“Am I a murderer?” I ask, knowing the truth. Lily died at my hands because I couldn’t control myself. I couldn’t keep my tricks in check. She’s dead, and it’s all my fault.

I killed her.

I lost control.

The rage wells up within me again, a red hot poker of fury. I snatch at the rod. If I can’t have Lily, then they won’t get what they want. I will end it here and now.

“She will have died in vain.”

That draws me up. I killed her. For what? Nothing. So I can now do what I never wanted to? 

“Is that right? She would have wanted you to be successful. And you will be.” 

I don’t listen. I won’t. No more. They didn’t know her, never understood what she was all about. She wouldn’t have wanted any of this, and she wouldn’t want what they are proposing.

“Wouldn’t she just want you to be happy?” 

I scream at the voice as I bring the staff down on my knee. It cracks, splinters, and I do it again. And again. Then it splits, and there’s a flash of blue light. I’m propelled across the flat, crashing into the far wall, and then there’s nothing.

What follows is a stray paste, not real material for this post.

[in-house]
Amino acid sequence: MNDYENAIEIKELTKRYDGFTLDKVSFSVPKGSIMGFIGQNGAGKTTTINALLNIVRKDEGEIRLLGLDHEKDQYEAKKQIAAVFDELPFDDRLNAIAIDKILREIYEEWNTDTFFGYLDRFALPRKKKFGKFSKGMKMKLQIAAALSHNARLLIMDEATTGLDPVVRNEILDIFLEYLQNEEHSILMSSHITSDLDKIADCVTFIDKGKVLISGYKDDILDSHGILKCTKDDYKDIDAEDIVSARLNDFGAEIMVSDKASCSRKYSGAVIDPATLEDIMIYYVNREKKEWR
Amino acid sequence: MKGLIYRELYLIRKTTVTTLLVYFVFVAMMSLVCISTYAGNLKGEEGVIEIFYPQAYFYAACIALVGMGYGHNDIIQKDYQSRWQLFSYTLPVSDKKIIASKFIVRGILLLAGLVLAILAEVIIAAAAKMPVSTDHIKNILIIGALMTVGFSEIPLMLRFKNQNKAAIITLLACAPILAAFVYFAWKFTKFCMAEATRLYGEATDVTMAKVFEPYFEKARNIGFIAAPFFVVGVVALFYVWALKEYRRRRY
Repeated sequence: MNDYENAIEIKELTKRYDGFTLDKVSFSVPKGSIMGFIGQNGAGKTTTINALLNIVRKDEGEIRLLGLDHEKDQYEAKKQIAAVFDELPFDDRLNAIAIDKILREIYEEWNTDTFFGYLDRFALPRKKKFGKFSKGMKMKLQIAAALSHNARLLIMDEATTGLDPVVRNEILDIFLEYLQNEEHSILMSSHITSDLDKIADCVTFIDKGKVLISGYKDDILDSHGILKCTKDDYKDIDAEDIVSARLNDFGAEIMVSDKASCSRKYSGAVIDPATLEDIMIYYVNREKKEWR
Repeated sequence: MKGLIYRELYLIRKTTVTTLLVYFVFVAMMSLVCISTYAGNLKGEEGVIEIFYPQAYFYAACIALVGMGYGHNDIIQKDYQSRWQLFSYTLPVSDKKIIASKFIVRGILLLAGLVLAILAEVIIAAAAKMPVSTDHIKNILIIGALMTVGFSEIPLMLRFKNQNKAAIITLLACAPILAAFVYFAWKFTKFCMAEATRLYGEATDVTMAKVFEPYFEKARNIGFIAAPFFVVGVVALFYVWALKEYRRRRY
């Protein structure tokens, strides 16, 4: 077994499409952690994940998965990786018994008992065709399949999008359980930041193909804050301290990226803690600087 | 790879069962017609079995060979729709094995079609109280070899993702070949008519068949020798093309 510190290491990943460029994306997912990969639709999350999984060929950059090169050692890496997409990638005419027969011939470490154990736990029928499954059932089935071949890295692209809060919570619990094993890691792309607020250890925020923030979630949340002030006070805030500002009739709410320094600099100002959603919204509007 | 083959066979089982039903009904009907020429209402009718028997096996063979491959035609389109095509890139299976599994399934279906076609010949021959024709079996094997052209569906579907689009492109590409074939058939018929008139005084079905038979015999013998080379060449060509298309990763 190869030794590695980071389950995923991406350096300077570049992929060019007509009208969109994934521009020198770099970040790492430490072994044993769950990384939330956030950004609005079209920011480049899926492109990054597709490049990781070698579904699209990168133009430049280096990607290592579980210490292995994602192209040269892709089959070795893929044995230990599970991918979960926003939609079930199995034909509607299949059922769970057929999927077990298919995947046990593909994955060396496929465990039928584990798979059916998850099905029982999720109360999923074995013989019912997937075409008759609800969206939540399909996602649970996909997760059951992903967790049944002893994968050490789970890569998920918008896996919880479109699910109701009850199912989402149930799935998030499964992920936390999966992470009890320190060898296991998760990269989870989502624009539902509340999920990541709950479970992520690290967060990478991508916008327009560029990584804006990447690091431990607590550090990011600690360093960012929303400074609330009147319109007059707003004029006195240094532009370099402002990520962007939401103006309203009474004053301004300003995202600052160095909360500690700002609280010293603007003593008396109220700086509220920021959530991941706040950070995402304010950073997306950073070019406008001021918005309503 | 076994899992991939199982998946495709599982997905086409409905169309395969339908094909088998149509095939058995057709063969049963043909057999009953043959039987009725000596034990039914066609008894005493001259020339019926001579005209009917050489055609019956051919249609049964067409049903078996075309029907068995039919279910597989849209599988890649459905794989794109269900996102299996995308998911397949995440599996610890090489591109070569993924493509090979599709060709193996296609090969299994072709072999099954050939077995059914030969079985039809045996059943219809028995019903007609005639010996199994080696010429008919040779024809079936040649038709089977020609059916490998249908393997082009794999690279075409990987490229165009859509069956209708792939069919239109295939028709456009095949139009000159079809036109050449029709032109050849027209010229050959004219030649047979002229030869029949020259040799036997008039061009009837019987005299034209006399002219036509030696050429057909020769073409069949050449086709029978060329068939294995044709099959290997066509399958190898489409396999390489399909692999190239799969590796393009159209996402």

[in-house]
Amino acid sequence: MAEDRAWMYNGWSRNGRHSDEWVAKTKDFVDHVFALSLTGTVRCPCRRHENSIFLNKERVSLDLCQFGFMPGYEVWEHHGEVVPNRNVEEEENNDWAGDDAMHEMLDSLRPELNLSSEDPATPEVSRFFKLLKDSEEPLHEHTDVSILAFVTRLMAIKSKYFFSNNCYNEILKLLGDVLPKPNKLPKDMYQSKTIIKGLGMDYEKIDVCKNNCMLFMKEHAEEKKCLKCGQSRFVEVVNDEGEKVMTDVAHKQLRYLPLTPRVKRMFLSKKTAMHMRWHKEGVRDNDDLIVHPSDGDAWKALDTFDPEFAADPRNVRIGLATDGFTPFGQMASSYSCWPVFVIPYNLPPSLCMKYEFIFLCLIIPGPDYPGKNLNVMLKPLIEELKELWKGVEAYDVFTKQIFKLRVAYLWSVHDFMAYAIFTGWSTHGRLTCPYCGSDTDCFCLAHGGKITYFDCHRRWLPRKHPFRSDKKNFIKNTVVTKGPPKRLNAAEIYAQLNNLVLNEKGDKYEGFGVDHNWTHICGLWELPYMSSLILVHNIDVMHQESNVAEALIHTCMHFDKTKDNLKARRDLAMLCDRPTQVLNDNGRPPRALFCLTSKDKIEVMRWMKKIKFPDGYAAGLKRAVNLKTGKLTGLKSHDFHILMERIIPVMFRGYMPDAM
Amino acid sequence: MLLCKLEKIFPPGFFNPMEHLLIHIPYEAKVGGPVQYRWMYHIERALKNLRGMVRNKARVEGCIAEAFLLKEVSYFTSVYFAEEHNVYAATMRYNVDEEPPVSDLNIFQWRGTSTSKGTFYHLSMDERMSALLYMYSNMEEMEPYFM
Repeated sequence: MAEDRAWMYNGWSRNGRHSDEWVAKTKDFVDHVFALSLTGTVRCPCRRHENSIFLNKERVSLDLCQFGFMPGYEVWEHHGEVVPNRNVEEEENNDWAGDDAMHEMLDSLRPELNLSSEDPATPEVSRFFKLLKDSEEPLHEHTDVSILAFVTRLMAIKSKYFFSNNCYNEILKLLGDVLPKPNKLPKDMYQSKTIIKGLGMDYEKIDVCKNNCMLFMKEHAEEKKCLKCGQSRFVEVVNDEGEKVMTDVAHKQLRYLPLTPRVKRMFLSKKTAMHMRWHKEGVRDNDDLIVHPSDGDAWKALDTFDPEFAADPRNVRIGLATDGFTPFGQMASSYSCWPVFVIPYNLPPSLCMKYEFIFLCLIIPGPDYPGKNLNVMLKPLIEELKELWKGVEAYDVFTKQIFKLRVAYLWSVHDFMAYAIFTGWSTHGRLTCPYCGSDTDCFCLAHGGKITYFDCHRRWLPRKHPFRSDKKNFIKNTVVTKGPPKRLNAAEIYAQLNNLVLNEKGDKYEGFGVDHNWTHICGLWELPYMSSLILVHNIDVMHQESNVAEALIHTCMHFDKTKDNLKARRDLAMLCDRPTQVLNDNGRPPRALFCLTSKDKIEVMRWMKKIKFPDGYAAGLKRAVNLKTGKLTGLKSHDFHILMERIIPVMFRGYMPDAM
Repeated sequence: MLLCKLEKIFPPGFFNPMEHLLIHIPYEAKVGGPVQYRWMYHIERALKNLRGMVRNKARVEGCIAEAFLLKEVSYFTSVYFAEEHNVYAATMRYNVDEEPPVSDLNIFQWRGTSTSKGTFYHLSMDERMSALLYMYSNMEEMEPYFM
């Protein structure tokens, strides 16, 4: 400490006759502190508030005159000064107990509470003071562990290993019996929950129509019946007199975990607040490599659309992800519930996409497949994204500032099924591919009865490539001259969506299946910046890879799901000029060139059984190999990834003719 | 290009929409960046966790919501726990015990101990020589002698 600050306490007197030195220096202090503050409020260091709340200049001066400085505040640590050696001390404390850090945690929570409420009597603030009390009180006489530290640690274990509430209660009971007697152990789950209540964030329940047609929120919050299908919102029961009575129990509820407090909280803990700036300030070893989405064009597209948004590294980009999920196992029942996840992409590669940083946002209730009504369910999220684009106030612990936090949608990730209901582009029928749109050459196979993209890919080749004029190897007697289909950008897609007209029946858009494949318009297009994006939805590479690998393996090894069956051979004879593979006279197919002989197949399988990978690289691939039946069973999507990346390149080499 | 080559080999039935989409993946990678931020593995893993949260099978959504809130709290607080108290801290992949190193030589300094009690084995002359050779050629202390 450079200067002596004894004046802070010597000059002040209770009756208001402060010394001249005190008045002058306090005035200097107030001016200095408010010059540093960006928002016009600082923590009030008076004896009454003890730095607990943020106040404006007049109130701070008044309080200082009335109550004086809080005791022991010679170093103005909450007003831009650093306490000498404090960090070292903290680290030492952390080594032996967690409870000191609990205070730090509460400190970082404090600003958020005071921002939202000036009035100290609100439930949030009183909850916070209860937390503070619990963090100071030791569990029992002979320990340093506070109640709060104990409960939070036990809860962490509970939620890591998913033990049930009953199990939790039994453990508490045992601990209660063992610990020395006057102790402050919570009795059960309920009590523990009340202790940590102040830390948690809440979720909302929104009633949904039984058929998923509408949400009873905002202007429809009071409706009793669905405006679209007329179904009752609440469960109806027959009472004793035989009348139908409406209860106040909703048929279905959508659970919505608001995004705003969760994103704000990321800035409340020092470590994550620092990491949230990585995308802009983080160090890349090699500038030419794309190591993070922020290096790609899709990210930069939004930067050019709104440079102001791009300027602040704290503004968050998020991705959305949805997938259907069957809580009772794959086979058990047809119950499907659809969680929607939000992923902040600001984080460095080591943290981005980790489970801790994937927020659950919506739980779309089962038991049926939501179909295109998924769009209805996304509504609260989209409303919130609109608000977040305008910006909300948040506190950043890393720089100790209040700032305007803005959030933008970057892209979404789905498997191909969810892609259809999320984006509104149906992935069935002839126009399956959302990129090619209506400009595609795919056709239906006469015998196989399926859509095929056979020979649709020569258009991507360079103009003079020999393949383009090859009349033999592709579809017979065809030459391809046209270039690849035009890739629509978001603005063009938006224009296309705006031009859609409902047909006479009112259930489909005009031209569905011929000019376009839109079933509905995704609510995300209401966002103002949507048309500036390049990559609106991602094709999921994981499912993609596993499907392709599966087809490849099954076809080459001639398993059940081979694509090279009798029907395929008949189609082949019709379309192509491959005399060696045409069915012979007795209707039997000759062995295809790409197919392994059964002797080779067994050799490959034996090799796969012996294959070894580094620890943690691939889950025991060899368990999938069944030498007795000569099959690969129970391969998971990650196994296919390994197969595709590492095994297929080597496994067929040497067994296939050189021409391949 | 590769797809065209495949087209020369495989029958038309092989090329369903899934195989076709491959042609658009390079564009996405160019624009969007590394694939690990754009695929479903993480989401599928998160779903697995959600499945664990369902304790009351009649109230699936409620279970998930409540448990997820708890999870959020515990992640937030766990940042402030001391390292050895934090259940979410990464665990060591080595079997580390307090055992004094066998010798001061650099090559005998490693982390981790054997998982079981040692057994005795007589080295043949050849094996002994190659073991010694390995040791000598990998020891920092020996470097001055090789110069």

I shake mortar off myself, my body aching. The rod clearly did nothing to heal me from the impact of my flight. Yet, something does feel different. I’m not the same. I try to speak. “I…I…I…” but the truth won’t come. I am still broken and flawed. Yet there’s something missing. It’s quiet. Oh so, quiet.

“What do you all think of that?”

I get no answer. I search my mind, but there’s nothing else there. It’s just me. Somehow, the rod has worked its magic to rid me of those devil voices. I can’t be honest, but at least I don’t have to deal with them. I don’t know if it is permanent. But, at least, now, I can beat myself up for what I did without them berating me as well. It’s a short-lived reprieve as I process what I have done.

I limp across the room to the crate. Her head is still there, unmoving, and a question seemingly on its lips.

How could you do this to me?

I can’t say it to her, but I am so amazingly sorry. I am sorry I ever came into her life, caused her death. Killed her. I sink to my knees, cradling her to me and cry, and cry, and cry, unsure what else to do.

Dolus (Andrew Harrowell)